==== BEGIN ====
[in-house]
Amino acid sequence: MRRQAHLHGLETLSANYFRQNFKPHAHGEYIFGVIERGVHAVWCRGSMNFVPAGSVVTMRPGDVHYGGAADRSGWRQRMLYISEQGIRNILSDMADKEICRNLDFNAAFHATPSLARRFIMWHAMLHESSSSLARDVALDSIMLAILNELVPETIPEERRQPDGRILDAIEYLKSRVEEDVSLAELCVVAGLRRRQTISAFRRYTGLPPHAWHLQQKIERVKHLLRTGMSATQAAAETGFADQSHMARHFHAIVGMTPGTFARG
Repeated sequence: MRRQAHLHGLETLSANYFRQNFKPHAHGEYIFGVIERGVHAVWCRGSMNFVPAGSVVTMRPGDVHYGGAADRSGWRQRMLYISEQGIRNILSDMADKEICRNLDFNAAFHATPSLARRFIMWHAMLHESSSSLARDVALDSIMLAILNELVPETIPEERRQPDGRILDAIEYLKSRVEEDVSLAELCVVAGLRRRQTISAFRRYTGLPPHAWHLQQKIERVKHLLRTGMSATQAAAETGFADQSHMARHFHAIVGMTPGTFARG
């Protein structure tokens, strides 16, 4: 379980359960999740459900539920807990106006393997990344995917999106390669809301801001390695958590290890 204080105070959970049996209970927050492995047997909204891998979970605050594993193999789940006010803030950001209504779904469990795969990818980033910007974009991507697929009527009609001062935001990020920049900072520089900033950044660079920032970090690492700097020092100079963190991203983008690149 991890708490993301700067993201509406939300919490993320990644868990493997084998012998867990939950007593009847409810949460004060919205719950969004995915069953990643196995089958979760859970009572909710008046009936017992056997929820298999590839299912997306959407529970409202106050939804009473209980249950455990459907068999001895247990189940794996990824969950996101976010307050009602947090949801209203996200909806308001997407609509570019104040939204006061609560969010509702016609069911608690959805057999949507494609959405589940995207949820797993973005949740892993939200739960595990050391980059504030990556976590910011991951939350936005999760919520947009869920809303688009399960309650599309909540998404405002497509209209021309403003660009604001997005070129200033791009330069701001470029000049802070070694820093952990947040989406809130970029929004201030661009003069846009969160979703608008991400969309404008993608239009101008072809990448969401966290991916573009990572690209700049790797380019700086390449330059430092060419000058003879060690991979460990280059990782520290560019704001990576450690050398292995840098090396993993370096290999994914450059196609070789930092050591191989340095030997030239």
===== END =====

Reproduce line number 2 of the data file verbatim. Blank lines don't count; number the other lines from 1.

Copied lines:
Amino acid sequence: MRRQAHLHGLETLSANYFRQNFKPHAHGEYIFGVIERGVHAVWCRGSMNFVPAGSVVTMRPGDVHYGGAADRSGWRQRMLYISEQGIRNILSDMADKEICRNLDFNAAFHATPSLARRFIMWHAMLHESSSSLARDVALDSIMLAILNELVPETIPEERRQPDGRILDAIEYLKSRVEEDVSLAELCVVAGLRRRQTISAFRRYTGLPPHAWHLQQKIERVKHLLRTGMSATQAAAETGFADQSHMARHFHAIVGMTPGTFARG